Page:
Travelling via snowmobile across Inuit Nunangat in Northern Canada. (Dustin Patar)
Passing down knowledge
As trail access declines, researchers say trail users need to have better knowledge about their environment — and that hinges on the frequent and effective passing of information from one generation to the next and one kind of trail user to the other.
“Some of the knowledge of how to use trails isn't being passed on like it once was. Knowledge of how to navigate using traditional means, knowledge of how to identify dangerous areas, for instance on the sea ice, knowledge of which trails become safe at certain times of the year and also survival skills as well,” Ford said.
He explained that in order to ensure that knowledge of the environment and trail access is passed on, it’s essential that Inuit land and culture initiatives continue to be funded across the region.
“Cultural preservation initiatives, such as harvester camps in communities — those kinds of things, have been going on for a long time and they're important whether the climate is changing or not,” Ford added.
“But I think what our work really shows quantitatively is that if we can transfer and develop these skills, they can have a huge impact in terms of expanding and extending the number of days on which people can access trails.”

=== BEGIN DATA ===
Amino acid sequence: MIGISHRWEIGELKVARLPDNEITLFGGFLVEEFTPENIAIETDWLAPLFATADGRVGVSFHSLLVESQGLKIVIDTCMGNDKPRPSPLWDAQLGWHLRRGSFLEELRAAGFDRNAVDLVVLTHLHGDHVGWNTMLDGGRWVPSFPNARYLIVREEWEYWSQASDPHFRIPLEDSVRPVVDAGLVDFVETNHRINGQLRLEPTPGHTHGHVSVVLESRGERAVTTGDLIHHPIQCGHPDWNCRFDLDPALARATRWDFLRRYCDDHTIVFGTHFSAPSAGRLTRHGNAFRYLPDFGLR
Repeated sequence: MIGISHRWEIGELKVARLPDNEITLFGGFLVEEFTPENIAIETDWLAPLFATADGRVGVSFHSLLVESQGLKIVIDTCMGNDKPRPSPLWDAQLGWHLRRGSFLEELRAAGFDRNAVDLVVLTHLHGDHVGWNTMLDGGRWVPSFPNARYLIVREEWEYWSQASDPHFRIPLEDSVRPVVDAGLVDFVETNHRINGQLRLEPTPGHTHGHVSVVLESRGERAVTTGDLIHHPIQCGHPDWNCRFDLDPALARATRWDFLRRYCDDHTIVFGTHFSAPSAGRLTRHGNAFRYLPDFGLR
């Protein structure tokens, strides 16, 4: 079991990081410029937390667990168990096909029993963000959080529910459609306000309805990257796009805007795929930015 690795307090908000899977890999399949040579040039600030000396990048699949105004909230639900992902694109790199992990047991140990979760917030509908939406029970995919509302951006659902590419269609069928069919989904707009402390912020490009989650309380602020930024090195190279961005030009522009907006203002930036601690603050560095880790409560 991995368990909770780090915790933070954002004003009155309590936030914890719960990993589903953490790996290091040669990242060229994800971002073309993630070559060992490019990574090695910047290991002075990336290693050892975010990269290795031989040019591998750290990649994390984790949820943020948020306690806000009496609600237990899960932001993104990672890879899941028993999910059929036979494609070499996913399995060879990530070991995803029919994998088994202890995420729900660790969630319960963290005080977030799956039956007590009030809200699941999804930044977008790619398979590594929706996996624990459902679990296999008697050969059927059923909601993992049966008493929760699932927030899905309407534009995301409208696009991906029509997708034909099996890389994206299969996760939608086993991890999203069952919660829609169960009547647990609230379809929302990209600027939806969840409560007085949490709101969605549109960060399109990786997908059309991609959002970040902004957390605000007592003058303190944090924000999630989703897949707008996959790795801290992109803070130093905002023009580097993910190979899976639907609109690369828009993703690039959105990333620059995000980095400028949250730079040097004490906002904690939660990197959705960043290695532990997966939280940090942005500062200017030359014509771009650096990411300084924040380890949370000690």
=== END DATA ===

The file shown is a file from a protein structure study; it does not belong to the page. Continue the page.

Mapping the change
Mapping is an important tool for knowledge transfer, and recent mapping initiatives reveal some important information about how the trails have been used.
Claudio Aporta, a professor at the World Maritime University in Sweden, has worked on various mapping initiatives in the Arctic as far back as the early 2000s. He’s worked with Inuit in communities, such as Igloolik, to map local trails.
“The trails of one community connected to trails of another community and to neighbouring communities,” Aporta explained.
“The implication of this is that people tend to think about Inuit communities as being isolated and it's actually the opposite.”
According to Aporta, mapping these trails — even as the climate changes — is important because they are “snapshots of what that network of trails looks like or how that network of trails might change.”
The benefit of these maps to the communities themselves is that it shows them how to access similar areas in myriad ways. Because the trails are semi-permanent and often seasonal, even if a specific area can no longer be accessed by ice certain times of the year, maps may show communities it may be accessible by water or other kinds of trails at other times of the year instead.
“If for example, the snow conditions change or the ice forms later — people actually will organically adapt to those changes,” Aporta said.
Integrating technology and building observational skills
Iqalukjuak is no stranger to using technology when he goes out on the land as a Nauttiqsuqtiit guardian. One thing that helped his team go out on the land safely is access to technology that precisely forecasts changing weather conditions.
“When we need to make trips we generally look at the weather on Monday through Environment and Climate Change Canada and are using the Windy weather app,” he said.
Ford echoed Iqalukjuak’s experience, noting that “technology has huge roles” in how Inuit access trails today.
“We see hunters now using satellite images of the sea ice,” Ford explained. “We have some of these more experienced individuals who are out there on the trails pretty much every day, or every week of the year, putting information about dangerous conditions on Facebook, which can provide important information to other people who may be going out who don't have that level of knowledge.”